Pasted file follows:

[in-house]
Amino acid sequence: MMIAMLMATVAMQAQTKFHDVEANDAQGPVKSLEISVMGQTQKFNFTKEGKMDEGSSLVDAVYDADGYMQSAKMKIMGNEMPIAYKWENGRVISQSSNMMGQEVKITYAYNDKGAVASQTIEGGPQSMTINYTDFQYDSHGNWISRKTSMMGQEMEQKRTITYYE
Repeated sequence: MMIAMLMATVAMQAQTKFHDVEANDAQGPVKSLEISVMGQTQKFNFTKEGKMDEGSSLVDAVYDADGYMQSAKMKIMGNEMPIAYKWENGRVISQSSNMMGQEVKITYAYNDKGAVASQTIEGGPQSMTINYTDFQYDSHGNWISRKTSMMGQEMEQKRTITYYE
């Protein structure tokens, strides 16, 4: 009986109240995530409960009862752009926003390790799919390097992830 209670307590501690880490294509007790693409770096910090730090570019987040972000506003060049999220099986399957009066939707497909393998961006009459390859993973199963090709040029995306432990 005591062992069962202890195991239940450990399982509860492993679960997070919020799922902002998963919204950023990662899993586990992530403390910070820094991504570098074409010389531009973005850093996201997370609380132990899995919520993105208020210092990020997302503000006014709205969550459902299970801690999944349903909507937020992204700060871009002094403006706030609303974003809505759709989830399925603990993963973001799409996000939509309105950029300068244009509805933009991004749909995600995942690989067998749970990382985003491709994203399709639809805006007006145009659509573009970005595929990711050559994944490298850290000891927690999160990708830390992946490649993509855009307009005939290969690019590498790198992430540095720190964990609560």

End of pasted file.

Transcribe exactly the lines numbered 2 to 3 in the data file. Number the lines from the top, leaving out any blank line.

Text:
Amino acid sequence: MMIAMLMATVAMQAQTKFHDVEANDAQGPVKSLEISVMGQTQKFNFTKEGKMDEGSSLVDAVYDADGYMQSAKMKIMGNEMPIAYKWENGRVISQSSNMMGQEVKITYAYNDKGAVASQTIEGGPQSMTINYTDFQYDSHGNWISRKTSMMGQEMEQKRTITYYE
Repeated sequence: MMIAMLMATVAMQAQTKFHDVEANDAQGPVKSLEISVMGQTQKFNFTKEGKMDEGSSLVDAVYDADGYMQSAKMKIMGNEMPIAYKWENGRVISQSSNMMGQEVKITYAYNDKGAVASQTIEGGPQSMTINYTDFQYDSHGNWISRKTSMMGQEMEQKRTITYYE